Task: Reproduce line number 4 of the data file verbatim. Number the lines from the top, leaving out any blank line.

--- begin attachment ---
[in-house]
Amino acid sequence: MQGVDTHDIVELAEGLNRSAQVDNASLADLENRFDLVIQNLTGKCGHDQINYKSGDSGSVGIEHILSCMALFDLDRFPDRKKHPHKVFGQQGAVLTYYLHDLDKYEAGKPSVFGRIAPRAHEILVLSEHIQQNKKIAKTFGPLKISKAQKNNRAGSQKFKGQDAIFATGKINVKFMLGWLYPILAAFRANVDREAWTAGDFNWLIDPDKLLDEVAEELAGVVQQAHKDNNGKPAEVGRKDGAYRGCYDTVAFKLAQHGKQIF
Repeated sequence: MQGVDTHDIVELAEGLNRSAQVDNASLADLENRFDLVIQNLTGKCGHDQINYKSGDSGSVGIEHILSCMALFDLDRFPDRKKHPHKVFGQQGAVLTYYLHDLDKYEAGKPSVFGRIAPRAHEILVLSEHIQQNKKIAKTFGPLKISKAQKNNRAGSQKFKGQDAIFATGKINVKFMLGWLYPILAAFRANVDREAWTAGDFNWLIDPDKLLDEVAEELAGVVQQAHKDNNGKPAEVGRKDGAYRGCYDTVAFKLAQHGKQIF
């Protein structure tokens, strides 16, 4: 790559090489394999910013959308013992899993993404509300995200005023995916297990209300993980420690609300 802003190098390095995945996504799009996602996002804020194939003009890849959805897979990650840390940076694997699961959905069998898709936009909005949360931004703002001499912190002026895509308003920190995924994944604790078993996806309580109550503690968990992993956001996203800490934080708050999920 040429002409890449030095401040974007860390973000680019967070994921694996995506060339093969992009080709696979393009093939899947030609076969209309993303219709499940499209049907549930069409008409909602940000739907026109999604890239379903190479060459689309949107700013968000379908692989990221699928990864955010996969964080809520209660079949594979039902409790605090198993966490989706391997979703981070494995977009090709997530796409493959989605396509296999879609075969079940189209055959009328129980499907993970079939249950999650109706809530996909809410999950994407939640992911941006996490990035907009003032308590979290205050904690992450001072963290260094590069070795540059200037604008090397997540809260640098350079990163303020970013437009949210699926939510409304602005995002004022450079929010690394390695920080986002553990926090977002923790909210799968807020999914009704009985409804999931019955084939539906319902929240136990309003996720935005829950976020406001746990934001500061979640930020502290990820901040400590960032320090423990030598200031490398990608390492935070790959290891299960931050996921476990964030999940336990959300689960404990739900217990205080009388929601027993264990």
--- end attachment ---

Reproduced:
């Protein structure tokens, strides 16, 4: 790559090489394999910013959308013992899993993404509300995200005023995916297990209300993980420690609300 802003190098390095995945996504799009996602996002804020194939003009890849959805897979990650840390940076694997699961959905069998898709936009909005949360931004703002001499912190002026895509308003920190995924994944604790078993996806309580109550503690968990992993956001996203800490934080708050999920 040429002409890449030095401040974007860390973000680019967070994921694996995506060339093969992009080709696979393009093939899947030609076969209309993303219709499940499209049907549930069409008409909602940000739907026109999604890239379903190479060459689309949107700013968000379908692989990221699928990864955010996969964080809520209660079949594979039902409790605090198993966490989706391997979703981070494995977009090709997530796409493959989605396509296999879609075969079940189209055959009328129980499907993970079939249950999650109706809530996909809410999950994407939640992911941006996490990035907009003032308590979290205050904690992450001072963290260094590069070795540059200037604008090397997540809260640098350079990163303020970013437009949210699926939510409304602005995002004022450079929010690394390695920080986002553990926090977002923790909210799968807020999914009704009985409804999931019955084939539906319902929240136990309003996720935005829950976020406001746990934001500061979640930020502290990820901040400590960032320090423990030598200031490398990608390492935070790959290891299960931050996921476990964030999940336990959300689960404990739900217990205080009388929601027993264990």